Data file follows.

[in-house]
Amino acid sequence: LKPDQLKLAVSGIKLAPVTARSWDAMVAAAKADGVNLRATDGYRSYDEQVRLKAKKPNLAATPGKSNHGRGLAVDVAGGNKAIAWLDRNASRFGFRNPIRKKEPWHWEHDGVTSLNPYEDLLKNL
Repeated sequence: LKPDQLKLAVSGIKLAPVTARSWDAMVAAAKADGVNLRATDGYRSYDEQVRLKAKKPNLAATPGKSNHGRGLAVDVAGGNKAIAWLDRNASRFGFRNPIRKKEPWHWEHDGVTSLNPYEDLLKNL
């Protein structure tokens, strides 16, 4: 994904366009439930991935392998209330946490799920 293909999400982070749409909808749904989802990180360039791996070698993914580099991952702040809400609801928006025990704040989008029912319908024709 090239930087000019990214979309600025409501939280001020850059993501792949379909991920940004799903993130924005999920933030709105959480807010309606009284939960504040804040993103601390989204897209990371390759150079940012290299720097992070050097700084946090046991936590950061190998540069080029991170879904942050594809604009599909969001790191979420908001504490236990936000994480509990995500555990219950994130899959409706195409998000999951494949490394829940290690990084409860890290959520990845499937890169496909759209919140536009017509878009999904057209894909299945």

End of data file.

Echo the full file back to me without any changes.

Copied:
[in-house]
Amino acid sequence: LKPDQLKLAVSGIKLAPVTARSWDAMVAAAKADGVNLRATDGYRSYDEQVRLKAKKPNLAATPGKSNHGRGLAVDVAGGNKAIAWLDRNASRFGFRNPIRKKEPWHWEHDGVTSLNPYEDLLKNL
Repeated sequence: LKPDQLKLAVSGIKLAPVTARSWDAMVAAAKADGVNLRATDGYRSYDEQVRLKAKKPNLAATPGKSNHGRGLAVDVAGGNKAIAWLDRNASRFGFRNPIRKKEPWHWEHDGVTSLNPYEDLLKNL
């Protein structure tokens, strides 16, 4: 994904366009439930991935392998209330946490799920 293909999400982070749409909808749904989802990180360039791996070698993914580099991952702040809400609801928006025990704040989008029912319908024709 090239930087000019990214979309600025409501939280001020850059993501792949379909991920940004799903993130924005999920933030709105959480807010309606009284939960504040804040993103601390989204897209990371390759150079940012290299720097992070050097700084946090046991936590950061190998540069080029991170879904942050594809604009599909969001790191979420908001504490236990936000994480509990995500555990219950994130899959409706195409998000999951494949490394829940290690990084409860890290959520990845499937890169496909759209919140536009017509878009999904057209894909299945």